simplicial complexes provides a quantitative methodology
uniquely suited to address these needs.
Acknowledgments RG acknowledges support from the Air Force
Office of Scientific Research (FA9550-12-1-0416 and
FA9550-14-10012) and the Office of Naval Research (NO0014-16-1-2010). DSB
acknowledges support from the John D. and Catherine T. MacArthur
Foundation, the Alfred P. Sloan Foundation, the Army Research
Laboratory and the Army Research Office through contract numbers
W911NF-10-2-0022 and W911NF-14-1-0679, the National Institute
of Child Health and Human Development (1R01HD086888-01), the
National Institute of Mental Health (2-R01-DC-009209-11), the Office
of Naval Research, and the National Science Foundation
(BCS1441502, PHY-1554488 and BCS-1430087).
Open Access This article is distributed under the terms of the
Creative Commons Attribution 4.0 International License (http://
creativecommons.org/licenses/by/4.0/), which permits unrestricted
use, distribution, and reproduction in any medium, provided you give
appropriate credit to the original author(s) and the source, provide a
link to the Creative Commons license, and indicate if changes were
Compliance with Ethical Standards
Conflict of interests
The authors declare that they have no conflict
from the view of computational complexity. The
following facts are well-known
(Dumas et al. 2003)
: the standard
algorithm for computing homology involves computing the
Smith normal form of a matrix (the boundary operator). In
general, the time-complexity is doubly-exponential in the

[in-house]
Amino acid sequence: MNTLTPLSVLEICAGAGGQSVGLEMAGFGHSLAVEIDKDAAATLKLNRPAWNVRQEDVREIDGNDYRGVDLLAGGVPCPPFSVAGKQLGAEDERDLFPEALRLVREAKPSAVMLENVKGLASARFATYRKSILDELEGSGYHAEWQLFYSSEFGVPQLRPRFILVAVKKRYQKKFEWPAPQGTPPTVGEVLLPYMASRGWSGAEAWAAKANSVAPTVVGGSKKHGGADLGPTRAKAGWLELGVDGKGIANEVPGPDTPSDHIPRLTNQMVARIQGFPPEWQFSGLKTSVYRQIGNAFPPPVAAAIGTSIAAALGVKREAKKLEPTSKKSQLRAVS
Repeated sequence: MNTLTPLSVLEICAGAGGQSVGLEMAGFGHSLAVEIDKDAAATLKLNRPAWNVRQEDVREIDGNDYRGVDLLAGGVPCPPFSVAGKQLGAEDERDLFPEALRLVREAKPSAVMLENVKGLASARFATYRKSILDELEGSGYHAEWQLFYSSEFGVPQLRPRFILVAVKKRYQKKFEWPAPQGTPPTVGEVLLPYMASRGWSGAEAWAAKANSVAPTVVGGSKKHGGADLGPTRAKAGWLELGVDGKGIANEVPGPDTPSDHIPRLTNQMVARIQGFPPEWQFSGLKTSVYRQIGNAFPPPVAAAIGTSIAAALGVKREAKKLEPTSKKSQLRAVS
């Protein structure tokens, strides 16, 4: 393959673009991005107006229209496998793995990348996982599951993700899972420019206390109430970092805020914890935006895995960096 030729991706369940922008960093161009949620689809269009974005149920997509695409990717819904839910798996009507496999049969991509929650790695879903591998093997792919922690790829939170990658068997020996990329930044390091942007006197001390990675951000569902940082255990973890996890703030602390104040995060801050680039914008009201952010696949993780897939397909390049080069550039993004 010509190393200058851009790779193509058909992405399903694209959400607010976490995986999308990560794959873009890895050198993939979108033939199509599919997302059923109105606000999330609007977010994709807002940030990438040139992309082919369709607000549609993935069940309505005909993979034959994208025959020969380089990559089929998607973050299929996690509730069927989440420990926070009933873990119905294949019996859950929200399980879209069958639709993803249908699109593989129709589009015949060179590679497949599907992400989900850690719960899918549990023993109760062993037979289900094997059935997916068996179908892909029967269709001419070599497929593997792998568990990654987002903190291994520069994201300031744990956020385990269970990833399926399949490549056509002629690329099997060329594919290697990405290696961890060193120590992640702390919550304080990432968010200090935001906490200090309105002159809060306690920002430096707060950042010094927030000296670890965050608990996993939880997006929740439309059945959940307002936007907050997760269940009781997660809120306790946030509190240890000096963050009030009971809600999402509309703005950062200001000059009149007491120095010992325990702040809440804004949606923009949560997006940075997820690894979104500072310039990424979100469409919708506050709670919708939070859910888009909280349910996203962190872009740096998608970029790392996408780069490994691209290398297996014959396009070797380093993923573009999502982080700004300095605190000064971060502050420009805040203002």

size of the matrix; it reduces to cubic complexity for simple
(binary) coefficients and quadratic complexity for a sparse
matrix. Worse still, the size of the relevant matrix is the
total number of simplices, which grows exponentially with
the dimension. This makes both space complexity (memory)
and time complexity (runtime) an issue. For example,
computing the persistent homology from correlation data of 100
neurons leads to a simplicial complex with approximately
107 4-simplices, while the same computation for a
population of 200 neurons involves two orders of magnitude more.
However, there are a number of ways to exploit the
structure inherent in simplicial complexes to mitigate this
combinatorial growth in complexity. One effective approach
is to use preprocessing to collapse the size of the complex
– sometimes dramatically – without changing the
homology. This is the basis of various reduction algorithms: see,
(Kaczynski et al. 2004; Mischaikow and Nanda 2013)
Another approach is to use the fact that homology can be
computed locally and then aggregated, allowing for
distributed computation over multiple processors and memory
cores (Bauer et al. 2014). Finally, computing approximate
homology further reduces complexity in difficult cases
while still providing useful statistical information
A comprehensive survey on the state-of-the-art in
homology software with benchmarks as of late 2015 appears in
(Otter et al. 2015)
. Because algorithmic computations of
topological quantities is a relatively recent innovation and
because the field is now being driven by accelerating
interest in the broader scientific community, it is our expectation
that new ideas and better software implementations will
dramatically improve our ability to perform these computations
over the next few years. Further, as is commonly the case,
computations on “organic” data outperform the worst-case
expectations for the algorithms; in practice, the difficulty of
homology computation in a particular dimension tends to
grow linearly in the number of simplices in that dimension.
Thus, we are optimistic that the computational tools
necessary to apply these ideas to neural data will be available
to meet the needs of the neuroscience community as they
The primary computational challenge in the methods here
surveyed is computing the homology of a simplicial
complex (or a filtration thereof). This is a significant challenge,